And as a further proof of his great talent, he is perfectly capable of taking on some seemingly less personal projects, such a Stephen King adaptation (Carrie) or the start of an action franchise (Mission Impossible, still one of my favourite action films of the last few decades) and making them completely his own. I have great hopes for his recent Passion, despite a less than stellar reception, as he seems to have gone back to his playful fireworks.

Favourite films: 1) Dressed To Kill 2) Body Double 3) Carrie


5) Peter Greenaway



Not exactly the most popular choice (not that Peter Greenaway has ever been all that popular, especially in his own country), and one who seems to have vanished into semi-obscurity recently. Nevertheless, rarely has a director brought such a unique style to the screen. More akin to a painter (which he is too), he has the knack for presenting some sumptuous and carefully intricate images, often under an almost mathematical design, splicing them with his favourite obsessions (the carnal kind). It is almost as if he likes to design some painfully elaborate and almost clinical set ups, and then unleash an organic wave of human desires and bodily fluids upon them.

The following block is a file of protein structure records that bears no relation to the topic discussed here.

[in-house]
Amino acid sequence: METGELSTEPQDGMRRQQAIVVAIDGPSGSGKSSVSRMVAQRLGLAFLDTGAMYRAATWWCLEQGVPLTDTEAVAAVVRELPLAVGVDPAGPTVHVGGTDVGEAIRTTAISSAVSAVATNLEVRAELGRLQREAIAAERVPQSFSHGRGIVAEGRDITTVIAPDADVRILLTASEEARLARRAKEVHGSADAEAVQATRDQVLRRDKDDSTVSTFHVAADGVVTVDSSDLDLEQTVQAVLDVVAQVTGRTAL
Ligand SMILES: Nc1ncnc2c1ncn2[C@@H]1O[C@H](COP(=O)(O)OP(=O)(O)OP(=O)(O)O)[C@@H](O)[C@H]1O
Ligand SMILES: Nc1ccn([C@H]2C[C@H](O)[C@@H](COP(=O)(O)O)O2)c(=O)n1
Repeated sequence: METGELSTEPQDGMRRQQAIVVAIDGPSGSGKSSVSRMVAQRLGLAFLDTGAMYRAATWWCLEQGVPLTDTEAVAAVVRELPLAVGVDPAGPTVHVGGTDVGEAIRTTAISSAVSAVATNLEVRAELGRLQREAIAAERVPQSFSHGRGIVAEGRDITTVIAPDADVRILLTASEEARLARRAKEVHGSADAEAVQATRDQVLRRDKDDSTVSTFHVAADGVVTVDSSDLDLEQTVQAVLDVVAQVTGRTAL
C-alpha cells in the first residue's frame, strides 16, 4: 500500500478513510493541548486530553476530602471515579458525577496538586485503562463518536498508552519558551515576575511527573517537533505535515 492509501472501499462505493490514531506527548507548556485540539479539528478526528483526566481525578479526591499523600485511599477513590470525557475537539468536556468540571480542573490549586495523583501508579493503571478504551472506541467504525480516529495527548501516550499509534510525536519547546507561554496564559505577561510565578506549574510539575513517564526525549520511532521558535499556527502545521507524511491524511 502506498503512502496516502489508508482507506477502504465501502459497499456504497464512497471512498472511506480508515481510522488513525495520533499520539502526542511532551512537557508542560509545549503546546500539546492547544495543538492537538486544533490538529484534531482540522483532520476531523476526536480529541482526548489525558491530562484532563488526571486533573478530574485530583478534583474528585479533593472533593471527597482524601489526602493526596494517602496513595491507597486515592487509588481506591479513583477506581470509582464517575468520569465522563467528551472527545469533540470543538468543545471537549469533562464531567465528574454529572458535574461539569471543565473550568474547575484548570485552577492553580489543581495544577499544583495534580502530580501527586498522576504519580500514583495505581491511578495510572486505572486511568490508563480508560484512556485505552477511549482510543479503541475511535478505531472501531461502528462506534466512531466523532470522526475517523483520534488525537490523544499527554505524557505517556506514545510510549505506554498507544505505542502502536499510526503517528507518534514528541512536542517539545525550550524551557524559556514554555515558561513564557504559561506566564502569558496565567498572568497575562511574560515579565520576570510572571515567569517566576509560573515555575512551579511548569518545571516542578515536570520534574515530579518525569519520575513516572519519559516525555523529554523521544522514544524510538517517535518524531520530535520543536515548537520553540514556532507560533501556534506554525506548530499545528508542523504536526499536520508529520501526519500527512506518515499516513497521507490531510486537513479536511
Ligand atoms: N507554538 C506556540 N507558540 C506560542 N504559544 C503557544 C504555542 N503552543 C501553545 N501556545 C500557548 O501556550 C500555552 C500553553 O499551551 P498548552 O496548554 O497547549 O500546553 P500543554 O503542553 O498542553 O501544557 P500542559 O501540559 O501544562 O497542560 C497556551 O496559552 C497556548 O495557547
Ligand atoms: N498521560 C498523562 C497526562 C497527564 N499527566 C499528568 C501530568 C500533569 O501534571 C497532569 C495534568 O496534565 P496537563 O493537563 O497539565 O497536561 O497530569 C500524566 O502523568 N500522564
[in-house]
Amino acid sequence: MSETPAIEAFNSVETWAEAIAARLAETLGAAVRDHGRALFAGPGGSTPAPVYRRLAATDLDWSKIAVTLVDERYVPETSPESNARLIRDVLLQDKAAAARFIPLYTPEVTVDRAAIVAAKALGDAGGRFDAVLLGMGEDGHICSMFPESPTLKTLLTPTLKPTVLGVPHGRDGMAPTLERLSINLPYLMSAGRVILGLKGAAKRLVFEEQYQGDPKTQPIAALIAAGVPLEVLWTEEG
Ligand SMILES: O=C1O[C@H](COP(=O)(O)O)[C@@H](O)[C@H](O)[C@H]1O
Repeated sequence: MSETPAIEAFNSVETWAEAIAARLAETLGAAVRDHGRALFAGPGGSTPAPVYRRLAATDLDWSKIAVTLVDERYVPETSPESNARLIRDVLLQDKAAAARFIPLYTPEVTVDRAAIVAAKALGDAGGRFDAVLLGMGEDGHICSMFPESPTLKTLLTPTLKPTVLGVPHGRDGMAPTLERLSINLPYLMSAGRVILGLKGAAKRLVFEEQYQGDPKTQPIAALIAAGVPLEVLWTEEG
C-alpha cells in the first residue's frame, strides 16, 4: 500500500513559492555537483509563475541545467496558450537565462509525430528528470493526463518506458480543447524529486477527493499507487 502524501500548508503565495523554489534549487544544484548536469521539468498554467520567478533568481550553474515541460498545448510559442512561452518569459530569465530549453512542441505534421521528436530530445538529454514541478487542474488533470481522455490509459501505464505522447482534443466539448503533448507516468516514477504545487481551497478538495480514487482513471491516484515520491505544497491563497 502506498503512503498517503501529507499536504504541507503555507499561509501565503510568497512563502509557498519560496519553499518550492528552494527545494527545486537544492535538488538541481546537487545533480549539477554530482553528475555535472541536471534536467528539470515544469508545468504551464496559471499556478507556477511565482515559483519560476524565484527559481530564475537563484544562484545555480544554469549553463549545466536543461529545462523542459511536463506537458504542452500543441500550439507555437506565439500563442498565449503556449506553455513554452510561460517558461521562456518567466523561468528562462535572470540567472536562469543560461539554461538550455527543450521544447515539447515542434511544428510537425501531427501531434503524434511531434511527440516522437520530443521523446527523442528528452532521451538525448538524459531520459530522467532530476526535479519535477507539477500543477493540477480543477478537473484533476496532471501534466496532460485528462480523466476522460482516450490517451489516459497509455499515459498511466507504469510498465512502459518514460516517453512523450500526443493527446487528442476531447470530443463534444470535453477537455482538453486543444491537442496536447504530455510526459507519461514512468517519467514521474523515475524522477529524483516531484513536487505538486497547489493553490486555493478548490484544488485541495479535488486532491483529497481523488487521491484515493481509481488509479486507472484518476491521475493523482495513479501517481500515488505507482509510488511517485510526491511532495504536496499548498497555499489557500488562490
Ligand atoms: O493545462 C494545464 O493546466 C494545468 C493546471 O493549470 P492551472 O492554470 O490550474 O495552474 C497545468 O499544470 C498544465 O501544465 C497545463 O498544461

Some have accused him of being a misanthrope and a misogynist. Some should just carry on watching The King's Speech and leave us well alone in the company of this misunderstood esthete.

Favourite films: 1) Drowning By Numbers 2) The Pillow Book 3) The Belly Of The Architect


4) Eric Rohmer